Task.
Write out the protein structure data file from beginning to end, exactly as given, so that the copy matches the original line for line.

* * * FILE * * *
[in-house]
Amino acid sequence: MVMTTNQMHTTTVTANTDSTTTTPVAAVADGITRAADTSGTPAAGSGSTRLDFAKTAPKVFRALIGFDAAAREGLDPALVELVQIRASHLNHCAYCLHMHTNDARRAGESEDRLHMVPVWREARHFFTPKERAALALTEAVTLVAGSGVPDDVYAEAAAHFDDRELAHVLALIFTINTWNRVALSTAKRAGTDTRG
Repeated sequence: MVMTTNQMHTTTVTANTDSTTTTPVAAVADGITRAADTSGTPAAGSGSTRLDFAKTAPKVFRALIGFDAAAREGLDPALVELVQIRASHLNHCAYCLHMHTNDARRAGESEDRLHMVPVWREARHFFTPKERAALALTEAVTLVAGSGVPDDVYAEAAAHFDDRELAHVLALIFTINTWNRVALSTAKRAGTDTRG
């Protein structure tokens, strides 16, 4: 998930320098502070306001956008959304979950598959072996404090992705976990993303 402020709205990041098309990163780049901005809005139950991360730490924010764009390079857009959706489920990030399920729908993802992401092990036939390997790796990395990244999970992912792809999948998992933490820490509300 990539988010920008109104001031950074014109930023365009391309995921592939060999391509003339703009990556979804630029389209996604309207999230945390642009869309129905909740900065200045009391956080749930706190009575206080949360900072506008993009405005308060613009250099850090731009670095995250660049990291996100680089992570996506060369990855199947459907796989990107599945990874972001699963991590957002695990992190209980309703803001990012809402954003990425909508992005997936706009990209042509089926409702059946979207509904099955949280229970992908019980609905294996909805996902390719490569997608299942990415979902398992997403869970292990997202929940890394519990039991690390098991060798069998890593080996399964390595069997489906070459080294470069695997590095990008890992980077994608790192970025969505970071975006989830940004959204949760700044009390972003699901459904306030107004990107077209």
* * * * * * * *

[in-house]
Amino acid sequence: MVMTTNQMHTTTVTANTDSTTTTPVAAVADGITRAADTSGTPAAGSGSTRLDFAKTAPKVFRALIGFDAAAREGLDPALVELVQIRASHLNHCAYCLHMHTNDARRAGESEDRLHMVPVWREARHFFTPKERAALALTEAVTLVAGSGVPDDVYAEAAAHFDDRELAHVLALIFTINTWNRVALSTAKRAGTDTRG
Repeated sequence: MVMTTNQMHTTTVTANTDSTTTTPVAAVADGITRAADTSGTPAAGSGSTRLDFAKTAPKVFRALIGFDAAAREGLDPALVELVQIRASHLNHCAYCLHMHTNDARRAGESEDRLHMVPVWREARHFFTPKERAALALTEAVTLVAGSGVPDDVYAEAAAHFDDRELAHVLALIFTINTWNRVALSTAKRAGTDTRG
């Protein structure tokens, strides 16, 4: 998930320098502070306001956008959304979950598959072996404090992705976990993303 402020709205990041098309990163780049901005809005139950991360730490924010764009390079857009959706489920990030399920729908993802992401092990036939390997790796990395990244999970992912792809999948998992933490820490509300 990539988010920008109104001031950074014109930023365009391309995921592939060999391509003339703009990556979804630029389209996604309207999230945390642009869309129905909740900065200045009391956080749930706190009575206080949360900072506008993009405005308060613009250099850090731009670095995250660049990291996100680089992570996506060369990855199947459907796989990107599945990874972001699963991590957002695990992190209980309703803001990012809402954003990425909508992005997936706009990209042509089926409702059946979207509904099955949280229970992908019980609905294996909805996902390719490569997608299942990415979902398992997403869970292990997202929940890394519990039991690390098991060798069998890593080996399964390595069997489906070459080294470069695997590095990008890992980077994608790192970025969505970071975006989830940004959204949760700044009390972003699901459904306030107004990107077209």